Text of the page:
Short Breaks: 48 Hours in Norwich ; A Church for Every Week of the Year and a Pub for Every Day. This Norfolk City Has a Rich Medieval History, One of the Finest Cathedrals in England, Its Own Distinctive Artistic Movement - and Plenty of Watering Holes to Try, Says CHARLIE FURNISS
Furniss, Charlie, The Independent (London, England)
WHY GO NOW?
This year, to commemorate the Queen's Jubilee, the annual Lord Mayor's celebrations promise to be better than ever. From 10 to 14 July, there will be street theatre, free concerts and fun fairs. It all culminates on Saturday night, with a carnival procession and a spectacular firework display over the castle. For further information call 01603 212136, or visit www.norwich.gov.uk.
Anglia Railways (08700 409090: www.angliarailways.co.uk) operates a fast service from London Liverpool St that takes an hour and 40 minutes. If you book a week ahead you can get an Apex fare for pounds 20. From the Midlands or further north you will have to travel with Central Trains (08700 006060; www.centraltrains.co.uk) via Peterborough. Return fares from Birmingham start from pounds 33. Norwich Station (1) is on the edge of the city centre, and you can walk there in 10-15 minutes.
GET YOUR BEARINGS
Norwich grew out of several Saxon settlements, and was one of the most important towns in England when the Normans invaded in 1066. Today, their legacy can be seen in some of the city's most impressive structures. The castle stands on a mound at its heart, with the cathedral to the north- east. There is no high street as such, but there is a pedestrianised area between Rampant Horse Street and St Andrew's Street. The Tourist Information Centre (2) is in The Forum, Millenium Plain (01603 666071; www.norwich.gov.uk).
A quiet hotel within easy reach of the city centre is The Beeches (3), 2-6 Earlham Road (01603 621167; www.beeches.co.uk). You can stay in one of its three Victorian houses and take advantage of the free entry into the glorious Plantation Garden next door. Doubles start at pounds 82 for B&B or pounds 108 for half-board. Set in cosy, 15th-century merchants' houses full of antiques, By Appointment (4), 25-29 St George's Street (01603 630730), is a luxurious alternative in the city centre. Doubles start at pounds 95. There are plenty of cheap-and-cheerful B&Bs on Earlham Road; the Earlham Guest House (5), 127 Earlham Road (01603 454169), has doubles from pounds 44.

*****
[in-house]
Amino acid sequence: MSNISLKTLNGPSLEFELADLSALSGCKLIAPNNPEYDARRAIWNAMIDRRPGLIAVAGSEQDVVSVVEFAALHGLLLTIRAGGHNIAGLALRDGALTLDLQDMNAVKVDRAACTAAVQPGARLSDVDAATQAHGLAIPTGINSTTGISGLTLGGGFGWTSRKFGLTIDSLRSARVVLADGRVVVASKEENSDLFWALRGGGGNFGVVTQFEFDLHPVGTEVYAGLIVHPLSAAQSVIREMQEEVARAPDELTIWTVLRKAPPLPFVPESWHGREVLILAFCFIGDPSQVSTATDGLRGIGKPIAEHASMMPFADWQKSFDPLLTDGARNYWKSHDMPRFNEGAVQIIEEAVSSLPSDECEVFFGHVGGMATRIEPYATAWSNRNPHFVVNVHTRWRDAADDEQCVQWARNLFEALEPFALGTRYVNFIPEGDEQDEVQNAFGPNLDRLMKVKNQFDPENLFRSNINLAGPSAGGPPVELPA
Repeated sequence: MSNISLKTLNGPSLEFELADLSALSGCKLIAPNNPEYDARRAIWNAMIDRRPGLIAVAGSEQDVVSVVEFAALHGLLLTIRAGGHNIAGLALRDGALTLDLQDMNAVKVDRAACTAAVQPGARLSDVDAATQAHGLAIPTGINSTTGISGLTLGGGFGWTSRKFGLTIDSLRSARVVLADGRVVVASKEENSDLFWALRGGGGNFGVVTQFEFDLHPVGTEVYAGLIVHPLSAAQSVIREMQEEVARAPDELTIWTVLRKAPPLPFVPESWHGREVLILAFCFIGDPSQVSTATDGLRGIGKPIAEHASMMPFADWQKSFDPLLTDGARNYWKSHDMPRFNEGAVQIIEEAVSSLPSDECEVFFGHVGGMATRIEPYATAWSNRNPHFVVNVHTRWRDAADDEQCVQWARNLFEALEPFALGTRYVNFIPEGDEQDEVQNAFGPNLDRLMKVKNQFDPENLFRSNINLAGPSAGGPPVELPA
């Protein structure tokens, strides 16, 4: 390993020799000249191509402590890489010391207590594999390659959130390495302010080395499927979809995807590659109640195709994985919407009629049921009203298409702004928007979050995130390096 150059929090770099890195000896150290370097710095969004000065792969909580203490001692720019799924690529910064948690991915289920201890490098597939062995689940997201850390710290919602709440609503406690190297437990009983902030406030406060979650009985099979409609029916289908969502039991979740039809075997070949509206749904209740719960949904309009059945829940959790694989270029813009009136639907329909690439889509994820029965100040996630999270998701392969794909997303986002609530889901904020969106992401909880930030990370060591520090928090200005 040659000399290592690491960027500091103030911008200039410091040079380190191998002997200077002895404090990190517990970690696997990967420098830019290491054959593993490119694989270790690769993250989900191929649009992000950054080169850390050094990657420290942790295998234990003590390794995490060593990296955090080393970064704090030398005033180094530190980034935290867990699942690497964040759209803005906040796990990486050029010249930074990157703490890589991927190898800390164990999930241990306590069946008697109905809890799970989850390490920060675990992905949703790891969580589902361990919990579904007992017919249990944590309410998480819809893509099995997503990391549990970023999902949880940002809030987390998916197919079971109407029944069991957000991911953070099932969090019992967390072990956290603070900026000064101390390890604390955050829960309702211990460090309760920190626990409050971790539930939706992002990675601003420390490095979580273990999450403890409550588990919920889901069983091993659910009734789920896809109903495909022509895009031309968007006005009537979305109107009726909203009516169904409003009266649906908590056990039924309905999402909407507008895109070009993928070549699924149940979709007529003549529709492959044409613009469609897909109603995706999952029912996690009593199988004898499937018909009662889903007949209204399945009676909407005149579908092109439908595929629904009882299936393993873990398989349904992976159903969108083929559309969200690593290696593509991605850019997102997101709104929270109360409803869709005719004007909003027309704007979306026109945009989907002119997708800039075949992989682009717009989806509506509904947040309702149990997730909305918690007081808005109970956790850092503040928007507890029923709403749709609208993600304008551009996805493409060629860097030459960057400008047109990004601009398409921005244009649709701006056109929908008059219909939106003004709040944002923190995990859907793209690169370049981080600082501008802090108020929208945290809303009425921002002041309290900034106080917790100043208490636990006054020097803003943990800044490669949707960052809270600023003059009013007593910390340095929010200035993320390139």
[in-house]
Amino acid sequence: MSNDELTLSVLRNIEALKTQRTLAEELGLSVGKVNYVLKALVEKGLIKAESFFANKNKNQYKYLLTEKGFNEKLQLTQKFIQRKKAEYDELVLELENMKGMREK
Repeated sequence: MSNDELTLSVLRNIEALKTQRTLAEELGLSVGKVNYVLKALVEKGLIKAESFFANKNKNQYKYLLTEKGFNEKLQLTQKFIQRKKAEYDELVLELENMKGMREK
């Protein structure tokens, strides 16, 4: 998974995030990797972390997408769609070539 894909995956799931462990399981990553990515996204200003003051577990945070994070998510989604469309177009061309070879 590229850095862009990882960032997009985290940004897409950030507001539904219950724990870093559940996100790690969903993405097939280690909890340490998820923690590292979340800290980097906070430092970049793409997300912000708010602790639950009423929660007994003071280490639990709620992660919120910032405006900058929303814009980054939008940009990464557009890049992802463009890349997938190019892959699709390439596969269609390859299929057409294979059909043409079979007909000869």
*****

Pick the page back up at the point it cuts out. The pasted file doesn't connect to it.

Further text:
TAKE A HIKE
A path follows the River Wensum from St Crispin's Road to Carrow Bridge. To walk its length takes about an hour. A better option is to do a section starting from St George's St and then spend time wandering round the beautiful Cathedral Close. At the back of the cathedral you pass the Cow Tower (6) - a 14th-century artillery tower - and Bishop Bridge (7), before arriving at Pull's Ferry (8), a 15th-century water gate, which stands over the entrance to a canal. Here, turn right and walk up to the Lower Close, and from there turn right down Hook Walk. You will come out on to Bishopgate, where a left turn will take you back to the close via the back gate.
ICING ON THE CAKE
Although the cathedral dominates Norwich, the city also has a magnificent collection of medieval churches. With 32 within the boundaries of the city walls alone, it claims to have more than London, York and Bristol put together. Although few remain in active service it is still possible to visit most of them. The most impressive is St Peter Mancroft (27), which overlooks the marketplace and was founded for the Norman colony. Re-built in 1430 it has superb flushwork and a fantastic hammerbeam roof. Also worth a look is the 13th-century marble font and ornate tester inside St George Tombland (28) and the memorial brasses at St John Maddermarket (29).
Norwich has a rich cultural heritage and is one of nine cities in the UK bidding to be the European Capital of Culture 2008. In the early 19th century a group of local artists developed a distinctive style of painting that became known as the Norwich School. Influenced by the Dutch landscape artists, their pictures are more realistic than classic British landscapes. …